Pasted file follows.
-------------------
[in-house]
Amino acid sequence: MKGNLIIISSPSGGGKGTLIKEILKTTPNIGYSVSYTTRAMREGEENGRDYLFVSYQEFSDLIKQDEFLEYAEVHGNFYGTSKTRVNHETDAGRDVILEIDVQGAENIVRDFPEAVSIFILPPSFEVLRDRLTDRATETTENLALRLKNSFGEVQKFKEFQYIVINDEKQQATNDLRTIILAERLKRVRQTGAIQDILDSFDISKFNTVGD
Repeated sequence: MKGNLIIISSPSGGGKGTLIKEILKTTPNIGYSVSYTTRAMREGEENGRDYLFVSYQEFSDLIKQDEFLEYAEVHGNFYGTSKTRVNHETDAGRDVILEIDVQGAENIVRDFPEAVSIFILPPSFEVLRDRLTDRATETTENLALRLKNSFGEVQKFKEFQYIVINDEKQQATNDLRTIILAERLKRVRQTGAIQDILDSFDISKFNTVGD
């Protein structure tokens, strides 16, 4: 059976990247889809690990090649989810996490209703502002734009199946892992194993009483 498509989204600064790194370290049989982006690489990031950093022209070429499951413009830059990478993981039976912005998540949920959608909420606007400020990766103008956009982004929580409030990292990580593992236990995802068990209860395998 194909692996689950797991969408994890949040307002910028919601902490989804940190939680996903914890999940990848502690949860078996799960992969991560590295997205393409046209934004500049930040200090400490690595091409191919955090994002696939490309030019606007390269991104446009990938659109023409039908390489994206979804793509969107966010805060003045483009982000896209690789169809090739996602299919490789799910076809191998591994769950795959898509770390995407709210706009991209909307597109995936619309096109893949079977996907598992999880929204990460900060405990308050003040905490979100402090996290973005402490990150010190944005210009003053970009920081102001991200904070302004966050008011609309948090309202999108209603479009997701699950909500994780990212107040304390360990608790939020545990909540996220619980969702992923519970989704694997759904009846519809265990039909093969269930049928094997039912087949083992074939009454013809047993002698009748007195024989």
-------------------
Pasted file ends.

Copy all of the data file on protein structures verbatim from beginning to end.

[in-house]
Amino acid sequence: MKGNLIIISSPSGGGKGTLIKEILKTTPNIGYSVSYTTRAMREGEENGRDYLFVSYQEFSDLIKQDEFLEYAEVHGNFYGTSKTRVNHETDAGRDVILEIDVQGAENIVRDFPEAVSIFILPPSFEVLRDRLTDRATETTENLALRLKNSFGEVQKFKEFQYIVINDEKQQATNDLRTIILAERLKRVRQTGAIQDILDSFDISKFNTVGD
Repeated sequence: MKGNLIIISSPSGGGKGTLIKEILKTTPNIGYSVSYTTRAMREGEENGRDYLFVSYQEFSDLIKQDEFLEYAEVHGNFYGTSKTRVNHETDAGRDVILEIDVQGAENIVRDFPEAVSIFILPPSFEVLRDRLTDRATETTENLALRLKNSFGEVQKFKEFQYIVINDEKQQATNDLRTIILAERLKRVRQTGAIQDILDSFDISKFNTVGD
């Protein structure tokens, strides 16, 4: 059976990247889809690990090649989810996490209703502002734009199946892992194993009483 498509989204600064790194370290049989982006690489990031950093022209070429499951413009830059990478993981039976912005998540949920959608909420606007400020990766103008956009982004929580409030990292990580593992236990995802068990209860395998 194909692996689950797991969408994890949040307002910028919601902490989804940190939680996903914890999940990848502690949860078996799960992969991560590295997205393409046209934004500049930040200090400490690595091409191919955090994002696939490309030019606007390269991104446009990938659109023409039908390489994206979804793509969107966010805060003045483009982000896209690789169809090739996602299919490789799910076809191998591994769950795959898509770390995407709210706009991209909307597109995936619309096109893949079977996907598992999880929204990460900060405990308050003040905490979100402090996290973005402490990150010190944005210009003053970009920081102001991200904070302004966050008011609309948090309202999108209603479009997701699950909500994780990212107040304390360990608790939020545990909540996220619980969702992923519970989704694997759904009846519809265990039909093969269930049928094997039912087949083992074939009454013809047993002698009748007195024989």